On 4 January 1991,  renowned Taiwanese writer, San Mao 三毛, was found dead in Rongmin General Hospital. She had hanged herself. It was still a mystery why she committed suicide – some said she was despondent for not receiving any Taiwan’s Golden Horse Film Awards for her film Red Dust; others even thought it was because she was ignored by Wang Luobin.

I was serving the national service then and had been greatly drawn to her travelogues and her adventures in the Sahara Desert. Her life had every twist and turn that one would admire but probably never hope for. It was about that time I bought a Chinese music album named Echoes《三毛作品第15号 – 回声》. It has since became my favourite album in my collections. 

Echoes relates the life story of San Mao. She was born in Chongqing, Southwest China on March 26, 1943 but her family moved to Taiwan in 1948. San Mao was deeply drawn into the literary masterpieces at a young age and her school results was very bad affected as she devoted too much time reading these great literary works. Once, her maths teacher embarrassed San Mao in front of her classmates by drawing two big black circles around her eyes (signifying her zero score for maths test) and then made her parade around the school compound. This incident upsets San Mao so much that she became so indrawn and had to discontinue her schooling. For several years, she was taught at home by her lawyer father and hired piano teacher and painters. At the age of 20, she enrolled in the University of Madrid, Spain and got aquaintance with a Spanish boy called He Xi. He Xi loved San Mao, but she kept a distance from him as she thought the boy was too much younger than herself. After returning to Taiwan, she fell in love with a 45-year-old German teacher and they planned for marriage. However, her fiancé suffered a heart attack and died.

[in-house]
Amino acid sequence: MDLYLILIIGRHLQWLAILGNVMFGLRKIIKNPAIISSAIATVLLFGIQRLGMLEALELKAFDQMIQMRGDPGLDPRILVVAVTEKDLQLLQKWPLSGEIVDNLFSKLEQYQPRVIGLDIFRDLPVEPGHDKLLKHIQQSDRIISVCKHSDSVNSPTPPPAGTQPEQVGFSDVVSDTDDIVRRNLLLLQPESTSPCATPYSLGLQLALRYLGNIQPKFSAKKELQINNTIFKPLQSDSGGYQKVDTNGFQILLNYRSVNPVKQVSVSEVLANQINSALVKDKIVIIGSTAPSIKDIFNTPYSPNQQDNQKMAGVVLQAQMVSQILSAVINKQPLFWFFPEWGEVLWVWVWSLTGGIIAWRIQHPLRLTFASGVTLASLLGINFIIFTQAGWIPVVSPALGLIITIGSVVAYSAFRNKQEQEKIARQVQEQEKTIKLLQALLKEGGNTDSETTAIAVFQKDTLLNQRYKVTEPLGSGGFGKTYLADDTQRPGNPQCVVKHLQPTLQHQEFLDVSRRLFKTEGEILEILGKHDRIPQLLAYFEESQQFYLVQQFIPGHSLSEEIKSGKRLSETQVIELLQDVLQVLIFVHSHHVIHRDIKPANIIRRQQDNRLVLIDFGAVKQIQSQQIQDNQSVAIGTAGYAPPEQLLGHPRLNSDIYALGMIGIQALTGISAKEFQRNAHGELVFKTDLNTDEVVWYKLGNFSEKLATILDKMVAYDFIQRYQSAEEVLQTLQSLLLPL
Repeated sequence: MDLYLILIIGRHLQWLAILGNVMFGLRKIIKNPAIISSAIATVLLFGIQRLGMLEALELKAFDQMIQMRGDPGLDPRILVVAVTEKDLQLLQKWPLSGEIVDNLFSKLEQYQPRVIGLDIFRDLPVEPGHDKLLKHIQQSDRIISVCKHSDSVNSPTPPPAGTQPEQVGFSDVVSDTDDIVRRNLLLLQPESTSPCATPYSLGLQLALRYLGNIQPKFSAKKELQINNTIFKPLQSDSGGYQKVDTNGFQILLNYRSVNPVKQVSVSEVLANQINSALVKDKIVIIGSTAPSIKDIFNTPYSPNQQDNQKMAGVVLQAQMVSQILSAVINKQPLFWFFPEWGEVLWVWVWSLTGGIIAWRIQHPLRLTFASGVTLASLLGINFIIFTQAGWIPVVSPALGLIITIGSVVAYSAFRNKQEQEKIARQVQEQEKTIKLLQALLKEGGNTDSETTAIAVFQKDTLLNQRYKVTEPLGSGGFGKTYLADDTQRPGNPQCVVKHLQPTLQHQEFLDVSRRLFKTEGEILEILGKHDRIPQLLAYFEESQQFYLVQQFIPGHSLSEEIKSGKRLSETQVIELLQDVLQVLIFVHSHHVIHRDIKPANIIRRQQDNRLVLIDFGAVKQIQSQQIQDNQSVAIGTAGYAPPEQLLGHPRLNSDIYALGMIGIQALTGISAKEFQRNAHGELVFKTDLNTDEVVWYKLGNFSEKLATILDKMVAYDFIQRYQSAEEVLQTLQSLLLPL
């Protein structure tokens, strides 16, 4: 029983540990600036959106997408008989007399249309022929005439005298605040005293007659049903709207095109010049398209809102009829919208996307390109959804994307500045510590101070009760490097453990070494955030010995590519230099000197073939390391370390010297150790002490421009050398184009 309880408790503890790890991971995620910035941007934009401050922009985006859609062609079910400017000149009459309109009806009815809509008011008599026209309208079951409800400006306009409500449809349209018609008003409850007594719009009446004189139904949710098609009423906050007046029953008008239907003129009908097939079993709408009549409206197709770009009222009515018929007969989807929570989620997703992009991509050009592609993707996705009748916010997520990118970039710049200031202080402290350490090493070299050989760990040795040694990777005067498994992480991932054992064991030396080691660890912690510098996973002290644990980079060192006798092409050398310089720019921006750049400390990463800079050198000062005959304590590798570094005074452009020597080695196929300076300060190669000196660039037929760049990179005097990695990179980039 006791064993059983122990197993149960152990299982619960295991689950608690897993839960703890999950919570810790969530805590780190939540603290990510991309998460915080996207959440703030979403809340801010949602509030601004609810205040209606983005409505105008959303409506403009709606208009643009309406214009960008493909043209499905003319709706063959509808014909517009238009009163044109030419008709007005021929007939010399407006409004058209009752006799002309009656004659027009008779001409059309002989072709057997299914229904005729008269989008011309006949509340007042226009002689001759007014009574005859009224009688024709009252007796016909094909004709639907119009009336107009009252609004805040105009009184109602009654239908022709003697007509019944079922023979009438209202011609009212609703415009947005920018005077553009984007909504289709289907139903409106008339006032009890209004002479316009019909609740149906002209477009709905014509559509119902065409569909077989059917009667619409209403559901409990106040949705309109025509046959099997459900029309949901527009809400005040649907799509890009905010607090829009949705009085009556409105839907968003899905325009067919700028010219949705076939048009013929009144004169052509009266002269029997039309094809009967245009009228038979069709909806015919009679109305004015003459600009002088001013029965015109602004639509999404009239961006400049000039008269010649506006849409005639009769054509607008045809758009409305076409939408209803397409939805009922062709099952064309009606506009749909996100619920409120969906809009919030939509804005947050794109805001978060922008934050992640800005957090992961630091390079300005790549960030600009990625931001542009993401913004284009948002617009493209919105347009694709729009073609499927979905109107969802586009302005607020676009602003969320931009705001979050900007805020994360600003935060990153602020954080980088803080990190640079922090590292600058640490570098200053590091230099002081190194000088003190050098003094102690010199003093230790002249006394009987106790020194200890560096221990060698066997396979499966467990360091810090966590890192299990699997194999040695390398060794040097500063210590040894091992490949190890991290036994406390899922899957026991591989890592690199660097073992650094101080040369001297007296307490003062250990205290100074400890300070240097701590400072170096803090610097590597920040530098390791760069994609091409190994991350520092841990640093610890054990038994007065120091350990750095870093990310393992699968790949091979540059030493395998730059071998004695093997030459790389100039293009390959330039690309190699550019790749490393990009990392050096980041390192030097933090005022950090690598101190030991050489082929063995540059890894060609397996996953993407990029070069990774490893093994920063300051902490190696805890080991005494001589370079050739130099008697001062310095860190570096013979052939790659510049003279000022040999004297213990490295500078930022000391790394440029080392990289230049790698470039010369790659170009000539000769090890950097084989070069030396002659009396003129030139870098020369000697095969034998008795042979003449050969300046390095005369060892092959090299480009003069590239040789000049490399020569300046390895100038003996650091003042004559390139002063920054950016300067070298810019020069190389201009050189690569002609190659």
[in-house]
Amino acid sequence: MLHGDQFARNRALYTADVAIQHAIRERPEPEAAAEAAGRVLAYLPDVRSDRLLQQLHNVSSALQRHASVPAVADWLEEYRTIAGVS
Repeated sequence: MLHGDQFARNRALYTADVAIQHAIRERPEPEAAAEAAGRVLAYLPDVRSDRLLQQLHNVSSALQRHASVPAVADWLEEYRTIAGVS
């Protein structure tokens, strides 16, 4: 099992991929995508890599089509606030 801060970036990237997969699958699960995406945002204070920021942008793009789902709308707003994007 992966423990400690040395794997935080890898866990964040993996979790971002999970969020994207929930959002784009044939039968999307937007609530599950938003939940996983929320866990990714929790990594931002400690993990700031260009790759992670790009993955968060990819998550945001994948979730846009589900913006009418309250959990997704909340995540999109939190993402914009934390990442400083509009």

San Mao dreamed to be the first female explorer to cross the Sahara Desert. He Xi supported her and gave up being a professional diver to travel with San Mao. It was in Africa that San Mao kept a journal of her experience in the desert and witnessed an era of turmoil where they were forced to relocate to a coastal area. On 30 September 1979 (incidentally the Mid-autumn Festival), He Xi died in a diving accident. There is a song in this album that vividly relates He Xi’s death.  This Life《今世》was written by San Mao, composed by 李泰祥 (Li) and performed by 齐豫 (Chyi). 

This cassette album played a big part of my army days. Journey back to the army camp on every Sunday nights had always been dark, gloomy and lonely. My sole constant companion was a red Sony Walkman and worn-down novels borrowed from the National Library. As the bus whirled through the dark winding roads and thick forest, I was deported back to the deserted and bleak piece of land in the western Singapore. As always, I would sit at the last row in the bus. Leaving the window slightly ajar, I allowed the wind gently slapped by my face with a tinge of chillness. 

With my eyes closed, the song began with a majestic orchestra overture. Chyi’s angelic voice filled the ears and painted vivid scenes of He Xi (San Mao’s husband) who drowned at the sea. A mourning San Mao sat by the sea, wiping off his blood with a handkerchief soaked with her tears. 

Chyi stretched her repertoire to deliver this heart-breaking song. In the third stanza, she simply spilled the pain all over:  

“Did I not tell you thrice? I am your angel.
You should not leave me to fight eternity alone!
“Have you forgotten the lady by the sea, waiting for your return?
The sun has set, the tide has subsided and the moon has risen
You finally returned…silently with the waves
Unable to look or speak to me again…”


Nothing can broadcast my admiration for the trio (San, Li & Chyi) or my personal affection for this song. Maybe the best expression is to share it around… Enjoy!